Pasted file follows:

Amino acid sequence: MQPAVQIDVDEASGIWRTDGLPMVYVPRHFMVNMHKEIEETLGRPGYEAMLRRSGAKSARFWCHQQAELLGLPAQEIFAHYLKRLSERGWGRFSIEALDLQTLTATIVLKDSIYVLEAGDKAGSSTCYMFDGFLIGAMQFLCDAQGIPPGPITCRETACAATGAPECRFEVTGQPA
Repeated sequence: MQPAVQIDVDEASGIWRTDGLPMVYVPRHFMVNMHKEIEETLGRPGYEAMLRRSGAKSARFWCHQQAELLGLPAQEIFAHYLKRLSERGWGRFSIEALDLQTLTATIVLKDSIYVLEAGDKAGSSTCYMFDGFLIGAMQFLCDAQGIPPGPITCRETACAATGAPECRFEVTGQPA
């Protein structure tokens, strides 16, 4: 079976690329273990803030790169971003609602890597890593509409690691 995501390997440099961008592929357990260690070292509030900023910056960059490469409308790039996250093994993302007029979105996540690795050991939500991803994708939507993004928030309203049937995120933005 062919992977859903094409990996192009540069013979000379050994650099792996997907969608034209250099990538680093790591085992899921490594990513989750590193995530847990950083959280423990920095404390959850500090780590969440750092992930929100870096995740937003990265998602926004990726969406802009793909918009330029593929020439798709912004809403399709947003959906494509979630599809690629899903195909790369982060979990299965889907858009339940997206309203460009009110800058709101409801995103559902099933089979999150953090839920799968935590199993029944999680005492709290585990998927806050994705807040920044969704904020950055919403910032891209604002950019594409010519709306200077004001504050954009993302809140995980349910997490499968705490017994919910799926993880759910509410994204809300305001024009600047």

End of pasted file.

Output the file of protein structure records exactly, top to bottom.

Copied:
Amino acid sequence: MQPAVQIDVDEASGIWRTDGLPMVYVPRHFMVNMHKEIEETLGRPGYEAMLRRSGAKSARFWCHQQAELLGLPAQEIFAHYLKRLSERGWGRFSIEALDLQTLTATIVLKDSIYVLEAGDKAGSSTCYMFDGFLIGAMQFLCDAQGIPPGPITCRETACAATGAPECRFEVTGQPA
Repeated sequence: MQPAVQIDVDEASGIWRTDGLPMVYVPRHFMVNMHKEIEETLGRPGYEAMLRRSGAKSARFWCHQQAELLGLPAQEIFAHYLKRLSERGWGRFSIEALDLQTLTATIVLKDSIYVLEAGDKAGSSTCYMFDGFLIGAMQFLCDAQGIPPGPITCRETACAATGAPECRFEVTGQPA
């Protein structure tokens, strides 16, 4: 079976690329273990803030790169971003609602890597890593509409690691 995501390997440099961008592929357990260690070292509030900023910056960059490469409308790039996250093994993302007029979105996540690795050991939500991803994708939507993004928030309203049937995120933005 062919992977859903094409990996192009540069013979000379050994650099792996997907969608034209250099990538680093790591085992899921490594990513989750590193995530847990950083959280423990920095404390959850500090780590969440750092992930929100870096995740937003990265998602926004990726969406802009793909918009330029593929020439798709912004809403399709947003959906494509979630599809690629899903195909790369982060979990299965889907858009339940997206309203460009009110800058709101409801995103559902099933089979999150953090839920799968935590199993029944999680005492709290585990998927806050994705807040920044969704904020950055919403910032891209604002950019594409010519709306200077004001504050954009993302809140995980349910997490499968705490017994919910799926993880759910509410994204809300305001024009600047």